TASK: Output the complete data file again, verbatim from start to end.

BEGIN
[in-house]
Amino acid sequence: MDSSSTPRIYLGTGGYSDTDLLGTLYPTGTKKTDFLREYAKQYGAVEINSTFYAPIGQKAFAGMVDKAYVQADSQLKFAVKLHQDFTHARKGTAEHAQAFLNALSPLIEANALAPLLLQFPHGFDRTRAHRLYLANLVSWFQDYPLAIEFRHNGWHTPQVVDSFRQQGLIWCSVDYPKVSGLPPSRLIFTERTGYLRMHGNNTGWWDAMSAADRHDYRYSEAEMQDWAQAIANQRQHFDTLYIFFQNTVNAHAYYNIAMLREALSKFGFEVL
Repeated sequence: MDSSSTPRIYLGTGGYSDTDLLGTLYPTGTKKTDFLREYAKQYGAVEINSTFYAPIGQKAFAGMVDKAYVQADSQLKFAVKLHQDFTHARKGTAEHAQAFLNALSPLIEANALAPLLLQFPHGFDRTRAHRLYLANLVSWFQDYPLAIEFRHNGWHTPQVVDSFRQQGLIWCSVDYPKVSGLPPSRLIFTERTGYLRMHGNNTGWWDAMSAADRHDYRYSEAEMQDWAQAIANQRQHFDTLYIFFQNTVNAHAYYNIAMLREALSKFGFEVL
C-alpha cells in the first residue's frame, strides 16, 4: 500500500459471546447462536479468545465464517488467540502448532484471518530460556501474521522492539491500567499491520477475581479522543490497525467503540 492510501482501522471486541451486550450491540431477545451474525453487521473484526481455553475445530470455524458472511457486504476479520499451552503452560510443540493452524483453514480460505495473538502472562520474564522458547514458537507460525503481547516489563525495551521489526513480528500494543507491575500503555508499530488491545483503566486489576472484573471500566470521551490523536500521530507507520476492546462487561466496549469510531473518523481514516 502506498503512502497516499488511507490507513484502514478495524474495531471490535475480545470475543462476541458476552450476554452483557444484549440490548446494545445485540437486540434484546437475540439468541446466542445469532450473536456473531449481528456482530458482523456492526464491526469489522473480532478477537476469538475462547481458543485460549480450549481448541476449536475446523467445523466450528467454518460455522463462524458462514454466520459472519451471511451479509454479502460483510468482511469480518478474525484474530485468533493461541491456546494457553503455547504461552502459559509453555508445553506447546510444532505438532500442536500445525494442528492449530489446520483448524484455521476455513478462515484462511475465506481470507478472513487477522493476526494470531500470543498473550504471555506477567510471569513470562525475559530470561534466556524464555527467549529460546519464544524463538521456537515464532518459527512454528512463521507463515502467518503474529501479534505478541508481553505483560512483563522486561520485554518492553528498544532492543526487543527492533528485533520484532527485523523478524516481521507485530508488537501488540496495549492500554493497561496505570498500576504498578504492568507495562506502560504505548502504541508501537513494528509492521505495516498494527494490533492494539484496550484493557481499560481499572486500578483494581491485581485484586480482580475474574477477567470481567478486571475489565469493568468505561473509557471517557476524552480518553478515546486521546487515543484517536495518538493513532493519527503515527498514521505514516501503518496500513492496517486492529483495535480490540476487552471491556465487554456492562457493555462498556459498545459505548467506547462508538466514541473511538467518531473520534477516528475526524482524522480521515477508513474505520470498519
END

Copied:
[in-house]
Amino acid sequence: MDSSSTPRIYLGTGGYSDTDLLGTLYPTGTKKTDFLREYAKQYGAVEINSTFYAPIGQKAFAGMVDKAYVQADSQLKFAVKLHQDFTHARKGTAEHAQAFLNALSPLIEANALAPLLLQFPHGFDRTRAHRLYLANLVSWFQDYPLAIEFRHNGWHTPQVVDSFRQQGLIWCSVDYPKVSGLPPSRLIFTERTGYLRMHGNNTGWWDAMSAADRHDYRYSEAEMQDWAQAIANQRQHFDTLYIFFQNTVNAHAYYNIAMLREALSKFGFEVL
Repeated sequence: MDSSSTPRIYLGTGGYSDTDLLGTLYPTGTKKTDFLREYAKQYGAVEINSTFYAPIGQKAFAGMVDKAYVQADSQLKFAVKLHQDFTHARKGTAEHAQAFLNALSPLIEANALAPLLLQFPHGFDRTRAHRLYLANLVSWFQDYPLAIEFRHNGWHTPQVVDSFRQQGLIWCSVDYPKVSGLPPSRLIFTERTGYLRMHGNNTGWWDAMSAADRHDYRYSEAEMQDWAQAIANQRQHFDTLYIFFQNTVNAHAYYNIAMLREALSKFGFEVL
C-alpha cells in the first residue's frame, strides 16, 4: 500500500459471546447462536479468545465464517488467540502448532484471518530460556501474521522492539491500567499491520477475581479522543490497525467503540 492510501482501522471486541451486550450491540431477545451474525453487521473484526481455553475445530470455524458472511457486504476479520499451552503452560510443540493452524483453514480460505495473538502472562520474564522458547514458537507460525503481547516489563525495551521489526513480528500494543507491575500503555508499530488491545483503566486489576472484573471500566470521551490523536500521530507507520476492546462487561466496549469510531473518523481514516 502506498503512502497516499488511507490507513484502514478495524474495531471490535475480545470475543462476541458476552450476554452483557444484549440490548446494545445485540437486540434484546437475540439468541446466542445469532450473536456473531449481528456482530458482523456492526464491526469489522473480532478477537476469538475462547481458543485460549480450549481448541476449536475446523467445523466450528467454518460455522463462524458462514454466520459472519451471511451479509454479502460483510468482511469480518478474525484474530485468533493461541491456546494457553503455547504461552502459559509453555508445553506447546510444532505438532500442536500445525494442528492449530489446520483448524484455521476455513478462515484462511475465506481470507478472513487477522493476526494470531500470543498473550504471555506477567510471569513470562525475559530470561534466556524464555527467549529460546519464544524463538521456537515464532518459527512454528512463521507463515502467518503474529501479534505478541508481553505483560512483563522486561520485554518492553528498544532492543526487543527492533528485533520484532527485523523478524516481521507485530508488537501488540496495549492500554493497561496505570498500576504498578504492568507495562506502560504505548502504541508501537513494528509492521505495516498494527494490533492494539484496550484493557481499560481499572486500578483494581491485581485484586480482580475474574477477567470481567478486571475489565469493568468505561473509557471517557476524552480518553478515546486521546487515543484517536495518538493513532493519527503515527498514521505514516501503518496500513492496517486492529483495535480490540476487552471491556465487554456492562457493555462498556459498545459505548467506547462508538466514541473511538467518531473520534477516528475526524482524522480521515477508513474505520470498519